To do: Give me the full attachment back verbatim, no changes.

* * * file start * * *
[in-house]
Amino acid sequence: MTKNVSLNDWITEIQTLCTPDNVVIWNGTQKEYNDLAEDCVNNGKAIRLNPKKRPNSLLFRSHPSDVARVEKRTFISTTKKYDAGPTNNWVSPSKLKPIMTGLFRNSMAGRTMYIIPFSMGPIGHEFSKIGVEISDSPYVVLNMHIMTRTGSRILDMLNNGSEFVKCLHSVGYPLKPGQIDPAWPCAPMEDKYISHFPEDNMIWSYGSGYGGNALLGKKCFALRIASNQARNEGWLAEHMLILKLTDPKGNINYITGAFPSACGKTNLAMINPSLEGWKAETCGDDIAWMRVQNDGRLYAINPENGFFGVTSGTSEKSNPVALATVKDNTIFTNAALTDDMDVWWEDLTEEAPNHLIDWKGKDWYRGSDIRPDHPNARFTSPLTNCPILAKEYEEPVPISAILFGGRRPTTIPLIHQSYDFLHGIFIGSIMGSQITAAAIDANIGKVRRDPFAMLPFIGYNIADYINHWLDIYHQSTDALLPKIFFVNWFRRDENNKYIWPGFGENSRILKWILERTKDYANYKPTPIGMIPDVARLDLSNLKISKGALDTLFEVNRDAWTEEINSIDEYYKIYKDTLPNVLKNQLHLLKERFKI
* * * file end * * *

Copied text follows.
[in-house]
Amino acid sequence: MTKNVSLNDWITEIQTLCTPDNVVIWNGTQKEYNDLAEDCVNNGKAIRLNPKKRPNSLLFRSHPSDVARVEKRTFISTTKKYDAGPTNNWVSPSKLKPIMTGLFRNSMAGRTMYIIPFSMGPIGHEFSKIGVEISDSPYVVLNMHIMTRTGSRILDMLNNGSEFVKCLHSVGYPLKPGQIDPAWPCAPMEDKYISHFPEDNMIWSYGSGYGGNALLGKKCFALRIASNQARNEGWLAEHMLILKLTDPKGNINYITGAFPSACGKTNLAMINPSLEGWKAETCGDDIAWMRVQNDGRLYAINPENGFFGVTSGTSEKSNPVALATVKDNTIFTNAALTDDMDVWWEDLTEEAPNHLIDWKGKDWYRGSDIRPDHPNARFTSPLTNCPILAKEYEEPVPISAILFGGRRPTTIPLIHQSYDFLHGIFIGSIMGSQITAAAIDANIGKVRRDPFAMLPFIGYNIADYINHWLDIYHQSTDALLPKIFFVNWFRRDENNKYIWPGFGENSRILKWILERTKDYANYKPTPIGMIPDVARLDLSNLKISKGALDTLFEVNRDAWTEEINSIDEYYKIYKDTLPNVLKNQLHLLKERFKI